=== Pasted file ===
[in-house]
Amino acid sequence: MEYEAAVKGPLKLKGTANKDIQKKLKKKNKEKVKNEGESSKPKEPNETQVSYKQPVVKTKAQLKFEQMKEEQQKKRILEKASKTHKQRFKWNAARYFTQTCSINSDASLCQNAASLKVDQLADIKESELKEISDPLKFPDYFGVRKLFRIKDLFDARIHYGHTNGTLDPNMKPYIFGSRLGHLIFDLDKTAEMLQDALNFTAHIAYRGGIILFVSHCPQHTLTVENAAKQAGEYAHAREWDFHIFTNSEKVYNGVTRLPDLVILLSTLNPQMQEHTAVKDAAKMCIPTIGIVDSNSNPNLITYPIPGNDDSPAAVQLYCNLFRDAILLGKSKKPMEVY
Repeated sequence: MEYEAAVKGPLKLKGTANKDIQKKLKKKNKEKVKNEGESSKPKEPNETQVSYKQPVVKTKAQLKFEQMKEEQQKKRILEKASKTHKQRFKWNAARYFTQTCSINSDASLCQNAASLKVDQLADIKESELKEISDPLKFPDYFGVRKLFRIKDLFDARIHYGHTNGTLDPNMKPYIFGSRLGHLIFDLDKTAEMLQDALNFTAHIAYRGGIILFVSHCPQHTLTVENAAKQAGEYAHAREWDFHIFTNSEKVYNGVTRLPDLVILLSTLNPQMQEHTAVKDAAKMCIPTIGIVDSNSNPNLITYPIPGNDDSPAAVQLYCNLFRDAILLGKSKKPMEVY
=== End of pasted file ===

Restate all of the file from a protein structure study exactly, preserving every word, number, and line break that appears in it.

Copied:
[in-house]
Amino acid sequence: MEYEAAVKGPLKLKGTANKDIQKKLKKKNKEKVKNEGESSKPKEPNETQVSYKQPVVKTKAQLKFEQMKEEQQKKRILEKASKTHKQRFKWNAARYFTQTCSINSDASLCQNAASLKVDQLADIKESELKEISDPLKFPDYFGVRKLFRIKDLFDARIHYGHTNGTLDPNMKPYIFGSRLGHLIFDLDKTAEMLQDALNFTAHIAYRGGIILFVSHCPQHTLTVENAAKQAGEYAHAREWDFHIFTNSEKVYNGVTRLPDLVILLSTLNPQMQEHTAVKDAAKMCIPTIGIVDSNSNPNLITYPIPGNDDSPAAVQLYCNLFRDAILLGKSKKPMEVY
Repeated sequence: MEYEAAVKGPLKLKGTANKDIQKKLKKKNKEKVKNEGESSKPKEPNETQVSYKQPVVKTKAQLKFEQMKEEQQKKRILEKASKTHKQRFKWNAARYFTQTCSINSDASLCQNAASLKVDQLADIKESELKEISDPLKFPDYFGVRKLFRIKDLFDARIHYGHTNGTLDPNMKPYIFGSRLGHLIFDLDKTAEMLQDALNFTAHIAYRGGIILFVSHCPQHTLTVENAAKQAGEYAHAREWDFHIFTNSEKVYNGVTRLPDLVILLSTLNPQMQEHTAVKDAAKMCIPTIGIVDSNSNPNLITYPIPGNDDSPAAVQLYCNLFRDAILLGKSKKPMEVY